But behind contemporary war theory lies the idea that war is always bad. A just war is permissible because it's a lesser evil, but it's still an evil.


The principles of a Just War originated with classical Greek and Roman philosophers like Plato and Cicero and were added to by Christian theologians like Augustine and Thomas Aquinas.


There are two parts to Just War theory, both with Latin names:

  • Jus ad bellum:the conditions under which the use of military force is justified.
  • Jus in bello:how to conduct a war in an ethical manner.

A war is only a Just War if it is both justified, and carried out in the right way. Some wars fought for noble causes have been rendered unjust because of the way in which they were fought.,willingness%20to%20use%20force%20and

We need to expand on the last two bullet points because these answer your question most directly. These are the ways we are supposed to behave — and at the end of the day, how we behave towards one another defines civilization.

The BBC did not list the subpoints of those two Latin terms in this introductory piece. I will do that, and I'd like to add a third. These are the criteria for determining if a conflict is just... and if it’s just, your question is answered.

The jus ad bellum section tests to see if a war is justified. It asks, 1. Is the cause just? 2. Are we acting under the right authority? (Here people would question leaders like Hitler, Stalin and Pol Pot.) 3. Are we acting with the right intentions. (One could argue that ethnic cleansing is never the right intention!) 4. Do we have a reasonable chance of success? 5. Is the war we are looking to wage proportional to the offense? 6. Have we tried every other solution?

The jus in bello section tells us how we should conduct a justified war. 1. We should conduct it proportionally. 2. We should conduct it discriminately. 3. We should use military methods only when necessary.

Many people believe that we should add a jus post bellum section to tell us how we should conduct ourselves after the conflict. There are often issues of settlement, resettlement and reconstruction after a conflict. I agree that this would be a useful addition. In today’s world, many nation’s borders are crowded with refugees, and in my opinion, the Western world is not performing its humanitarian duty to these persons.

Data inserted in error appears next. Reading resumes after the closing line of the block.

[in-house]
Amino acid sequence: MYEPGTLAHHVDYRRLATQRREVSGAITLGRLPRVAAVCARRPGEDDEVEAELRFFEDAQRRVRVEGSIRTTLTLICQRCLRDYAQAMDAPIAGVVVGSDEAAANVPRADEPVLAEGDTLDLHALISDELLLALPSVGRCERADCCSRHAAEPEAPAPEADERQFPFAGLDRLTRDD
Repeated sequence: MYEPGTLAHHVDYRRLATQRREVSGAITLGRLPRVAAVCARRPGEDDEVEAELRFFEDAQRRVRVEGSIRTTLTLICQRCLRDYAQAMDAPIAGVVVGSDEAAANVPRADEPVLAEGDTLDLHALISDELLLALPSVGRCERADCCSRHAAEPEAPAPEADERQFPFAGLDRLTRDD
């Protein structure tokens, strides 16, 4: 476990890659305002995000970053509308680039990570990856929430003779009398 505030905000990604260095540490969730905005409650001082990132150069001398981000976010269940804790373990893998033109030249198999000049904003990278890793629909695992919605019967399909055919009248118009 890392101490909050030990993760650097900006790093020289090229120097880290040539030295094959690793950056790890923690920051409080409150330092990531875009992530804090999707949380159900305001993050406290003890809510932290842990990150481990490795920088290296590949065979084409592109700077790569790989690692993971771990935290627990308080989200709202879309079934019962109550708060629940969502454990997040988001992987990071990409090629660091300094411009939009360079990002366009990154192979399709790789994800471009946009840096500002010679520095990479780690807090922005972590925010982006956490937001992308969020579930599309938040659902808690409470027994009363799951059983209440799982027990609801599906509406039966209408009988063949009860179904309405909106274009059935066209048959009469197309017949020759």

Since it was sin that brought war into the world, war will be a fact of life until sin is finally dispatched (Revelation 20:14). Now, we Christians should work for peace and we should pray for peace. But let’s not be deluded: we will never have peace without the Prince of Peace (Isaiah 9:6). But when we conduct our wars, if we use the principles of the Just War Theory, your question will be answered by our actions.

You see, God has provided relief for victims of war through this extra-biblical protocol. Whether people adhere to it is another question. (Despotic leaders are notorious for not following rules or respecting human rights.) But the fact that the world comes together to redress these wrongs (as in the Nuremberg trials) shows that the world is taking advantage of the type of morality that God put in each of us — the type that has us collectively come up with the Just War Theory.

I’m not sure what prompted your question, but there is quite a controversy about Deuteronomy 20:16-18 where God told the Israelites to totally destroy certain nations; critics say this is ethnic cleansing. But if we look at the Just War Theory’s jus ad bellum section number 2, the Jews were acting under God’s authority — end of discussion!

However, the God-haters will have none of that! ... so they ask, what kind of God would do that? This is a discussion for another day. Just know that Paul Copan has written a very useful book called, Is God a Moral Monster?: Making Sense Of The Old Testament God to address the accusations of the so-called New Atheists concerning this and many other issues. I highly recommend this book... and I pray that this discussion helped.

(Mainsail Ministries articles often have a preamble where I discuss the thinking that went into them. These are called Monday Musings — and if you haven’t read the one associated with this article — consider doing so at the following link: 20201019 When should we not kill people in war?).